Smartish Pace Editor Stephen Reichert nominated Laurel Hunt, and her poem "Glass," and D.M. Macormic, and his poem "Identity Theft," for Best New Poets 2017. SP nominations have won in ... [ read more ]
The Good Contrivance Farm Residency provides a 1200 square foot barn loft apartment on a small, historic farm in central Maryland, 25 miles north of Baltimore. It's run by our ... [ read more ]
Smartish Pace Cover Art Party
On March 26, 2011 artist friends of Smartish Pace gathered in Baltimore and made one-of-a-kind covers for Smartish Pace Issues 17 and 18. In addition to the regular versions of these issues, the individual art cover editions can be purchased at www.smartishpace.com. Artists: Claudia, Clare Banks, Susan Campbell, Joel Feinberg, Jared Fischer, Natalie Kahla, Jeff Lewandowski, Maeve Reichert, Stephen Reichert, Terence Winch & Baynard Woods.
Loss has a constant presence in your new book, Give Over, Graymalkin. For you, where does the act of writing poetry fit into the process of losing, accepting, rebuilding, and regaining?That’s a significant question and a slippery one. The poems about my dog Jasper were ones in particular that I swore to myself I wouldn’t write—too private—and then ultimately wrote anyway. His death—slow and then sudden—was hard on us. I finally realized it would be those poems or nothing for a long while, and so I suppose in some ironic way the intimate nature of the subject that I was so wary of was also what finally compelled me to tackle it. I hoped through the personal to strike a resonant chord about loss. From responses I’ve received, maybe I got lucky, although it was damned costly luck. I’ve been writing poems for a long time, and that process obviously has important correlations to how I approach my life and what I am and believe. It’s not therapy, though, and it’s not a journal. The poems are intended for an audience to read and perhaps be moved or amused or appalled by. To recover from loss takes time, ... [ read more ]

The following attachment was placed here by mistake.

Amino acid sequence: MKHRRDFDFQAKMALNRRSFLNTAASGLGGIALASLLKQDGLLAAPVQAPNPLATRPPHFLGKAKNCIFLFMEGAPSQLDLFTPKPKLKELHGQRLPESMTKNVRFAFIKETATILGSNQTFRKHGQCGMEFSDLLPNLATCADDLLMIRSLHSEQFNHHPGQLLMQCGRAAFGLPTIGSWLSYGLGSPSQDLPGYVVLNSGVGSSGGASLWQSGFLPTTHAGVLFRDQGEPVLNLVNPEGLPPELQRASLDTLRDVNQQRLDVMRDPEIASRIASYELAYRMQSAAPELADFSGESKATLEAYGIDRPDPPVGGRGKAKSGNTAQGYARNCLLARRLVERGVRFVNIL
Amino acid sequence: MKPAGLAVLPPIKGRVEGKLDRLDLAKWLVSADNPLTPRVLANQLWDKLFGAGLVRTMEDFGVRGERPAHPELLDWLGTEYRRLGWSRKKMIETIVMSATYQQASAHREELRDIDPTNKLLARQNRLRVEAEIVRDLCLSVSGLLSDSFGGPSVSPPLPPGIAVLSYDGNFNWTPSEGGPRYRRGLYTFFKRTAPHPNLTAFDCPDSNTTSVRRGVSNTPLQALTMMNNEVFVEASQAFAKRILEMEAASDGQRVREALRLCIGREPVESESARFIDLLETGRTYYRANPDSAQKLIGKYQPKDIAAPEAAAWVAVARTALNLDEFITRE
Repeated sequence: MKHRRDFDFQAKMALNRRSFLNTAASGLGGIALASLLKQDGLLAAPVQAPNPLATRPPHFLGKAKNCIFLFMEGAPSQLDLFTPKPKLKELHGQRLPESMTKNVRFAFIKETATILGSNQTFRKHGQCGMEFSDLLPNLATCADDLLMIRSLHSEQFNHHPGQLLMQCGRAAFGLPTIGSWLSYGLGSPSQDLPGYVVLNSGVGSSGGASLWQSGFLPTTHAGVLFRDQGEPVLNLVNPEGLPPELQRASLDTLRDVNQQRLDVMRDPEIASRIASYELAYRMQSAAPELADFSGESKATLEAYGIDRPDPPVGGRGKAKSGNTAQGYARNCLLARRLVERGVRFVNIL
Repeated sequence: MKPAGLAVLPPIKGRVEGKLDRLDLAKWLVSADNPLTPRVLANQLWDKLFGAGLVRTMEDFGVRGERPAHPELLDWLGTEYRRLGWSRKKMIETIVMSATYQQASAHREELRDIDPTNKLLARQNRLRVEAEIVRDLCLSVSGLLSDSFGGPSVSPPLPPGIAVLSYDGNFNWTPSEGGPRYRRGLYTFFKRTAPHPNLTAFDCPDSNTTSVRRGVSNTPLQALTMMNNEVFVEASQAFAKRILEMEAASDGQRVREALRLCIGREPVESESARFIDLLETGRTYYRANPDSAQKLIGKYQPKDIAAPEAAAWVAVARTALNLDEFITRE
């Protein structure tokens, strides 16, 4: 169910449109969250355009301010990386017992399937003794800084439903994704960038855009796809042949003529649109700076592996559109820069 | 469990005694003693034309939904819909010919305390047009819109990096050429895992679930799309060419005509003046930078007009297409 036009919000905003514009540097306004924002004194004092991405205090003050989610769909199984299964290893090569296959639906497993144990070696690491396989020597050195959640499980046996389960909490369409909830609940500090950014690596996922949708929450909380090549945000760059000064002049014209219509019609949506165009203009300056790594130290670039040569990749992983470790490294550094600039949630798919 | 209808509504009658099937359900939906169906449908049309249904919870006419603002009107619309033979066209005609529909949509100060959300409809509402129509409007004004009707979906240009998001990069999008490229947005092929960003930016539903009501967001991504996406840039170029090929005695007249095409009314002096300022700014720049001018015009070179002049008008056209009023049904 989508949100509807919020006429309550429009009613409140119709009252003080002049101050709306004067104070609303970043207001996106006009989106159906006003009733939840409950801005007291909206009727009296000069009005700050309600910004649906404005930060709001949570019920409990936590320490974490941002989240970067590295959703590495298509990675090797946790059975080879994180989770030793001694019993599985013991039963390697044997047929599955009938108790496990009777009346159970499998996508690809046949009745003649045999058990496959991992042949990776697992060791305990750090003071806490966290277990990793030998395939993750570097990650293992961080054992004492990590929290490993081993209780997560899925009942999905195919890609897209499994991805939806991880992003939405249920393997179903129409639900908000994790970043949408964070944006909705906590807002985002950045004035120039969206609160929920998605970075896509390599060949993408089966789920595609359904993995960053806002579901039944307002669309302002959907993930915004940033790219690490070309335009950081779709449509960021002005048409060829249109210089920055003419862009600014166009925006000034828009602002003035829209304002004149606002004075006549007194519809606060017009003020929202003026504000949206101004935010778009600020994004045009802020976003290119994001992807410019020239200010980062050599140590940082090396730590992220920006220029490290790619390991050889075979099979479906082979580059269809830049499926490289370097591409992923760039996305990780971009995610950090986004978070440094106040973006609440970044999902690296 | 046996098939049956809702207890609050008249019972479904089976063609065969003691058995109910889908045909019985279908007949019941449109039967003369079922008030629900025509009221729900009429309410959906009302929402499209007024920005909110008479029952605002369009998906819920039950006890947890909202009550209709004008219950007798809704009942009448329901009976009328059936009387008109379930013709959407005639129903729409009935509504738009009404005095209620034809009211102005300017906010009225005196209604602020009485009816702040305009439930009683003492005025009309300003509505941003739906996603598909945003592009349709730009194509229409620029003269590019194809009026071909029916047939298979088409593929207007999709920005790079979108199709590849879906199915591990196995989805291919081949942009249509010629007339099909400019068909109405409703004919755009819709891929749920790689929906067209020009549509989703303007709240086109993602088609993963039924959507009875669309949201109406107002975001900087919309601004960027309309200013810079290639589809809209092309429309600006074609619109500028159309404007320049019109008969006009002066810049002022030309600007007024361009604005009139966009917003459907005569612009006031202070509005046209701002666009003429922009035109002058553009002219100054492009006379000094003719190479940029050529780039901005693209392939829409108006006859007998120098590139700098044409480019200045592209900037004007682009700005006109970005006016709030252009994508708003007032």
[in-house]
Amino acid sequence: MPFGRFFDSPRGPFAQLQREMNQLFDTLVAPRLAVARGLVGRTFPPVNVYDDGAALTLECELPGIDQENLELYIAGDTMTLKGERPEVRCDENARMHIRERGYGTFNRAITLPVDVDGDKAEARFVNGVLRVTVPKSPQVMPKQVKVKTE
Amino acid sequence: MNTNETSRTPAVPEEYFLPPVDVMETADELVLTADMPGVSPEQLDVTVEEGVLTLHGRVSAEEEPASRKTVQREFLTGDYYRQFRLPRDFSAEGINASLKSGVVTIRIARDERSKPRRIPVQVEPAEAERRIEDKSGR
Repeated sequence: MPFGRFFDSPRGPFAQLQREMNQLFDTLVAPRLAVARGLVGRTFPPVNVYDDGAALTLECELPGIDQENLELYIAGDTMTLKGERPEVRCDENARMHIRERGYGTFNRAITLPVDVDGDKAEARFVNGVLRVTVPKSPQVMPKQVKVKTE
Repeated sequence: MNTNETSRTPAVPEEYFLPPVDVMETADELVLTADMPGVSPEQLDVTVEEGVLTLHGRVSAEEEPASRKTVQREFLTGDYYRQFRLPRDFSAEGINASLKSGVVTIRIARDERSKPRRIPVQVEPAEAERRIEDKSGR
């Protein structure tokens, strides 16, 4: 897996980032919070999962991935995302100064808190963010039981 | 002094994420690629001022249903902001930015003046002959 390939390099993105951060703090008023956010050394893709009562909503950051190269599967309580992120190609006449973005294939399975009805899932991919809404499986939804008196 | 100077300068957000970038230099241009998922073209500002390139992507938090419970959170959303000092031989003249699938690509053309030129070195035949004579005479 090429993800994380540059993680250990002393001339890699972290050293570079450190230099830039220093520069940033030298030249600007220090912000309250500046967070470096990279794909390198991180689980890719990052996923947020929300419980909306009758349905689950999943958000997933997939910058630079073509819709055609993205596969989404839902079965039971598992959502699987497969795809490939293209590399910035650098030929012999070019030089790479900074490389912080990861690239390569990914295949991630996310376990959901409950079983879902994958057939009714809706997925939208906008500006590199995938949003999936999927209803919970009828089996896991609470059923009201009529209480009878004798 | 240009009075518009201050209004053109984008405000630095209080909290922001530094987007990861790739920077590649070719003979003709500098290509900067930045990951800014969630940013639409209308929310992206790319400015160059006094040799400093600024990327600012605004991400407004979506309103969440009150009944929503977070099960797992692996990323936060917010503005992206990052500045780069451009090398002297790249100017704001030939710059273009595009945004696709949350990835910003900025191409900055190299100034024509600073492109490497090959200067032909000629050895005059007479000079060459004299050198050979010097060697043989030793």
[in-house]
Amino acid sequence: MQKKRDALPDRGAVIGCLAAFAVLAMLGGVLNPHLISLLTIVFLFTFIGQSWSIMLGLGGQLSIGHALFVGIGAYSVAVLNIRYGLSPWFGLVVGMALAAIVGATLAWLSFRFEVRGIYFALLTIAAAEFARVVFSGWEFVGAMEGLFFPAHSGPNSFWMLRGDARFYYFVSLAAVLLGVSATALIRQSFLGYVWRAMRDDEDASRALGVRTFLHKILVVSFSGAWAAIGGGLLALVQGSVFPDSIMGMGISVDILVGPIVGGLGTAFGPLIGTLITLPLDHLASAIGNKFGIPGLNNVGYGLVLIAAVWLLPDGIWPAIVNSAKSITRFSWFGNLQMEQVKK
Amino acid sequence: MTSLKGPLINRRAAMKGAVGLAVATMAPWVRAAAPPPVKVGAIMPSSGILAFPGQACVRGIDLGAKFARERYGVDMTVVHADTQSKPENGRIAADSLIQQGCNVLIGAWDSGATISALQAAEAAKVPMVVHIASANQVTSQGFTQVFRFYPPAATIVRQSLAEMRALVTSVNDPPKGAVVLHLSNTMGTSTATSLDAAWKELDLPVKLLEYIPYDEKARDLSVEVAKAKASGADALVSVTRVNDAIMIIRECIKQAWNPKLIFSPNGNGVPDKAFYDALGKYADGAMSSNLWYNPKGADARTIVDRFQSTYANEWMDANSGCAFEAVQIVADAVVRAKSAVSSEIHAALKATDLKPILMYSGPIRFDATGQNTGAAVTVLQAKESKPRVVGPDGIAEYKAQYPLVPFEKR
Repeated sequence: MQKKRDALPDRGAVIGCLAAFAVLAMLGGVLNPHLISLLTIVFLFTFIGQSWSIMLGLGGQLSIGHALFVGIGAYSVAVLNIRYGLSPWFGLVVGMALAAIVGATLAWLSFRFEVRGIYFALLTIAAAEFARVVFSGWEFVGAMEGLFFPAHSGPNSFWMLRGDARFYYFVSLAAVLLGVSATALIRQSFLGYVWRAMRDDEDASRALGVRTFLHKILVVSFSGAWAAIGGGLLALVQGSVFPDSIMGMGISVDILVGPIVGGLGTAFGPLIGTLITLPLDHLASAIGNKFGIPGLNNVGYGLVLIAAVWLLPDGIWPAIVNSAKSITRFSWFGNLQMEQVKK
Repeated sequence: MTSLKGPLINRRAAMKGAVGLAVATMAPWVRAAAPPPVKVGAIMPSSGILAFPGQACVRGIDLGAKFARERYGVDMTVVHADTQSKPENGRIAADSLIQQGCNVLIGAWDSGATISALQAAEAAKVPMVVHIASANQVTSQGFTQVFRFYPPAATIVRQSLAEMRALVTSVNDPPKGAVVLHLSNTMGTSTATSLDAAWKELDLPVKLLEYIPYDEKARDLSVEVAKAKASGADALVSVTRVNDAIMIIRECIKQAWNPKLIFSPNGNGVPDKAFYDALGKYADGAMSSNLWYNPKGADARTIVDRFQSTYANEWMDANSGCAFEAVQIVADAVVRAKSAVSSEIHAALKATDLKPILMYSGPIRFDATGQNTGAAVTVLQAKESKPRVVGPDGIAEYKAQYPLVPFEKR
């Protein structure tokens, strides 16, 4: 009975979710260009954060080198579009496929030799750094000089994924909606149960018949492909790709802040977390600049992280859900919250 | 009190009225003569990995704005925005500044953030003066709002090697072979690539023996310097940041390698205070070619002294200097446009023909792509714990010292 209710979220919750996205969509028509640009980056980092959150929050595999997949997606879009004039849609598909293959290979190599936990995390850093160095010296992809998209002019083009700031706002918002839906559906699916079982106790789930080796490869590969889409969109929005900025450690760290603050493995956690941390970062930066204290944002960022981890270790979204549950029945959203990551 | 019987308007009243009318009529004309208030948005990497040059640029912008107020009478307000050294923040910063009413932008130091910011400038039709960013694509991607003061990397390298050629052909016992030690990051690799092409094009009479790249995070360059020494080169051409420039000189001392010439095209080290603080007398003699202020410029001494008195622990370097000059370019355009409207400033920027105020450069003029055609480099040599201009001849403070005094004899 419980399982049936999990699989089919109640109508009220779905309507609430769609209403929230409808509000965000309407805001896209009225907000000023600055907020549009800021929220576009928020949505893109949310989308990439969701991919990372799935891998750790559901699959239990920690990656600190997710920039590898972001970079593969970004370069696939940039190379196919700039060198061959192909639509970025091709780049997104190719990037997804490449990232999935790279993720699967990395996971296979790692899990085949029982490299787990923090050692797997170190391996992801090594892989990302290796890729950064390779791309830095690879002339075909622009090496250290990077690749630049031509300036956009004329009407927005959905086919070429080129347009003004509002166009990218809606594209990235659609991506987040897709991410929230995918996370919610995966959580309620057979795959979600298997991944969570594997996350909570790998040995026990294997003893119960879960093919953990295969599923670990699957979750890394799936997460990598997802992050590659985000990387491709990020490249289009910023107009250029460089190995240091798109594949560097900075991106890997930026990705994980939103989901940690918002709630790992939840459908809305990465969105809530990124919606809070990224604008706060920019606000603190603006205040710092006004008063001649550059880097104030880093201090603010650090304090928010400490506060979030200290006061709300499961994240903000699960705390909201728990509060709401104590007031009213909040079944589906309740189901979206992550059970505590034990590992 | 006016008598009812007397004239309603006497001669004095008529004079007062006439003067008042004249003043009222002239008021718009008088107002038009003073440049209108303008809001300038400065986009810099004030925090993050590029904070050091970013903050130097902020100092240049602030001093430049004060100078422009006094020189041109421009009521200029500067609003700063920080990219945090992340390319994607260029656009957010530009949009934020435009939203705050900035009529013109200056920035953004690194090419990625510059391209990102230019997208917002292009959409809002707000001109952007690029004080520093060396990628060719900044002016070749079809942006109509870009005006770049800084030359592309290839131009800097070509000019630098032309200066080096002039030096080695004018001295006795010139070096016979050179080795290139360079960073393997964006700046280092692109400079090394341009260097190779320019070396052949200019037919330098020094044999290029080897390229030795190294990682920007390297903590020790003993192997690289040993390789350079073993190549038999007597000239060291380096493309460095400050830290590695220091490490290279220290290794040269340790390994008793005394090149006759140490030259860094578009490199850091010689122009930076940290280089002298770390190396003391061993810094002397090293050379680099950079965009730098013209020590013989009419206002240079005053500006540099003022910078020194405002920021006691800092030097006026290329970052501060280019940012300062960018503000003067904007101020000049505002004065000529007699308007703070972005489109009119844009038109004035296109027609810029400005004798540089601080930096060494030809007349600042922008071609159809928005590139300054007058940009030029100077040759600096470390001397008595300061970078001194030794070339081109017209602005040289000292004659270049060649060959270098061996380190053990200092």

“Men at forty,” as Donald Justice wrote, learn to turn their backs, or close doors—“softly”— on youth and long-passed opportunities as part of their accommodation to a life of mortgages, the body’s increasing betrayals, and other failures of middle age. Perhaps the most painful of these stem from love and marriage, as well as the domestic life that sometimes confines men as inescapably as it does women, though the emotional content of poems that are ... [ read more ]